5 And when Silas and Timotheus were come from Macedonia, Paul was pressed in the spirit, and testified to the Jews that Jesus was Christ.
6 And when they opposed themselves [i.e., set themselves against Paul], and blasphemed, he shook his raiment, and said unto them, Your blood be upon your own heads; I am clean: from henceforth I will go unto the Gentiles.
So what we see here—and it is a common theme throughout the New Testament—is that the gospel is preached to Jews, and among them there seem to be two prominent reactions. One, either they become believers; or two, many times, they have this almost spontaneous and emotional reaction of hatred towards Christ and the gospel.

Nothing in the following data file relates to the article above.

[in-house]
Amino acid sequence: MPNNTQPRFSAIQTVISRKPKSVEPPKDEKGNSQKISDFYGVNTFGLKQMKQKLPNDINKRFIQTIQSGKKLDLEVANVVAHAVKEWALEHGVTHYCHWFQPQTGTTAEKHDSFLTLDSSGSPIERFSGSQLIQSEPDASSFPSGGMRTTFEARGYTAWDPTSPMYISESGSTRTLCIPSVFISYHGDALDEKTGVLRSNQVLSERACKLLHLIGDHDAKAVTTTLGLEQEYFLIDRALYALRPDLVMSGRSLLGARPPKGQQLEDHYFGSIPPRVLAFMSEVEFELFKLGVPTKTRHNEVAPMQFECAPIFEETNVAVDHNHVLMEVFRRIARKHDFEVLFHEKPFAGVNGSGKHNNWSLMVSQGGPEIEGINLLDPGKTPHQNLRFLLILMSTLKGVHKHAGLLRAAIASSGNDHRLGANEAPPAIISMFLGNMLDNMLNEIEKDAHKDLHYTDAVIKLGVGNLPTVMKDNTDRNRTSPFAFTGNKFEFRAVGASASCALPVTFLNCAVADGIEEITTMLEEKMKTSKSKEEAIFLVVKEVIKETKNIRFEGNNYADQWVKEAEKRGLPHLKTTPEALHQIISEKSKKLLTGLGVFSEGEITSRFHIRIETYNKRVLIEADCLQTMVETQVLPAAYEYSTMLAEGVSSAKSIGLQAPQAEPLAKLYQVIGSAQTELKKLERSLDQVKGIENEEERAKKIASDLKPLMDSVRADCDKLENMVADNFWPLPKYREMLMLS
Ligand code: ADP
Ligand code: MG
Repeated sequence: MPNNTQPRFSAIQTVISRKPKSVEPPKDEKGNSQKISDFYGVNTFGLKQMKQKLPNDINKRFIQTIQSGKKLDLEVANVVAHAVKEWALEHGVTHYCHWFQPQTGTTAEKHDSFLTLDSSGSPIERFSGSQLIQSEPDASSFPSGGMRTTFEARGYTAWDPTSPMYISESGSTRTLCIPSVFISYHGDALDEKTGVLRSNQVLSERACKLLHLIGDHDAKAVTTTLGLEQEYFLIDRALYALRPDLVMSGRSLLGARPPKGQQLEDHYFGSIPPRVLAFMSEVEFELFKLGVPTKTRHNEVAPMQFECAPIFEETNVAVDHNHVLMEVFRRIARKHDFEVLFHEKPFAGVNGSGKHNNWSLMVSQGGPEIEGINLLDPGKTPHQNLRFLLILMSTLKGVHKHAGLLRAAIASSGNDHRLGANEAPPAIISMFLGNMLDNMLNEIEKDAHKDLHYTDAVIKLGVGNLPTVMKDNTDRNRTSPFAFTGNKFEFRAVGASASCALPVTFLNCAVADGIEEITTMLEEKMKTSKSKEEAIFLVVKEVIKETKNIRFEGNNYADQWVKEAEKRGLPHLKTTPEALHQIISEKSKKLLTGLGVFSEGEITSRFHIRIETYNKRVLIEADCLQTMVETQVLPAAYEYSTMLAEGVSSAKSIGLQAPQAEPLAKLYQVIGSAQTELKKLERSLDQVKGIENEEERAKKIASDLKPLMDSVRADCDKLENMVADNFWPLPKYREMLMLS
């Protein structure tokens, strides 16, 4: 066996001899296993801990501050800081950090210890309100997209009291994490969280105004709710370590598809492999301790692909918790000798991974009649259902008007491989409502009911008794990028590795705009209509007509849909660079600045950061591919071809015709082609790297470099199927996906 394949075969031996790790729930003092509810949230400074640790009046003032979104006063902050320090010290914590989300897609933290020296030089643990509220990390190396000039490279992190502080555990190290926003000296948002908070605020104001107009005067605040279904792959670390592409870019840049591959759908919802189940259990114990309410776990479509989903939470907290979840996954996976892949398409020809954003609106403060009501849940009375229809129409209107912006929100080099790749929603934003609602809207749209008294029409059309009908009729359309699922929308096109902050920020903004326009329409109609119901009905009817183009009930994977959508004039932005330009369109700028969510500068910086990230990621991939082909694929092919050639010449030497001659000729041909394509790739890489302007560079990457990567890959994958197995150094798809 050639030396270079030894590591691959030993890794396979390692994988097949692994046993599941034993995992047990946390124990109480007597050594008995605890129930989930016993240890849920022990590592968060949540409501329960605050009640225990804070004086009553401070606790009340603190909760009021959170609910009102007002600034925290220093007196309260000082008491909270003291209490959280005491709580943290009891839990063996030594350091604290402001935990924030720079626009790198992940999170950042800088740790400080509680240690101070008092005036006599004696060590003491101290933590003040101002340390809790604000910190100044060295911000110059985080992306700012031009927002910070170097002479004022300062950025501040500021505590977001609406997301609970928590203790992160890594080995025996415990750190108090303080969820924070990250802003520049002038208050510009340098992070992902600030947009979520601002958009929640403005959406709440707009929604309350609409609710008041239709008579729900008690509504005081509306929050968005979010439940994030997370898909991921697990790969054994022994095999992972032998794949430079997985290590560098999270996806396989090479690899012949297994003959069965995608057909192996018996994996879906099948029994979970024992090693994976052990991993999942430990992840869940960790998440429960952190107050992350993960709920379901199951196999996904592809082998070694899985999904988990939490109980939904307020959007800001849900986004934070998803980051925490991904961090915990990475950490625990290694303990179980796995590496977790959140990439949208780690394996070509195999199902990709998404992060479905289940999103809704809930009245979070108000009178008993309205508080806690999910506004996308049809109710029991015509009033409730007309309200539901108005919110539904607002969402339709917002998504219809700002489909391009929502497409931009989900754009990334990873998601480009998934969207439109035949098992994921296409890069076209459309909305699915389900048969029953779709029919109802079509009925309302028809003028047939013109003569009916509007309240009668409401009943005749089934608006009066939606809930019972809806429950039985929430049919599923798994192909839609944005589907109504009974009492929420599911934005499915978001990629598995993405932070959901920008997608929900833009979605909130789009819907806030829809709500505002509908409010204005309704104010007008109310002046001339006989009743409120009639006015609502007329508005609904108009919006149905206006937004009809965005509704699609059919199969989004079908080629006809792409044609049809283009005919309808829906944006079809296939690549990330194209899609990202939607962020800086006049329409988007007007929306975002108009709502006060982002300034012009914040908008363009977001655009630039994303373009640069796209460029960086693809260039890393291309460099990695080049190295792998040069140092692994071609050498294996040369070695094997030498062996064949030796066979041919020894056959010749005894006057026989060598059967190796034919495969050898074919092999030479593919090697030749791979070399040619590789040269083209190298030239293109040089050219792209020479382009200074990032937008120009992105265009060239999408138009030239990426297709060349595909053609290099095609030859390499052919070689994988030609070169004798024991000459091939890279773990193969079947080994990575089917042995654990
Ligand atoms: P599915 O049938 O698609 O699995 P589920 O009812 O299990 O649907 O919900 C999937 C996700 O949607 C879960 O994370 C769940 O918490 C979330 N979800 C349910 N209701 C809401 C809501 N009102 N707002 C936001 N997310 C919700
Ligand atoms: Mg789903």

Turn to Acts 28, the last chapter in our Book of Acts, and we will see another example of two reactions by the Jews. Let’s begin at the end of the chapter, because that’s where we find Paul speaking of going to the Gentiles, and then we’ll back up and get the context. Paul says:
Acts 28: 28 Be it known therefore unto you, that the salvation of God is sent unto the Gentiles, and that they will hear it.
So there again is Paul talking about going to the Gentiles. Now let’s back up to verse 16.
16 And when we came to Rome, the centurion delivered the prisoners to the captain of the guard: but Paul was suffered to dwell by himself with a soldier that kept him.
17 And it came to pass, that after three days Paul called the chief of the Jews together: and when they were come together, he said unto them, Men and brethren, though I have committed nothing against the people, or customs of our fathers, yet was I delivered prisoner from Jerusalem into the hands of the Romans.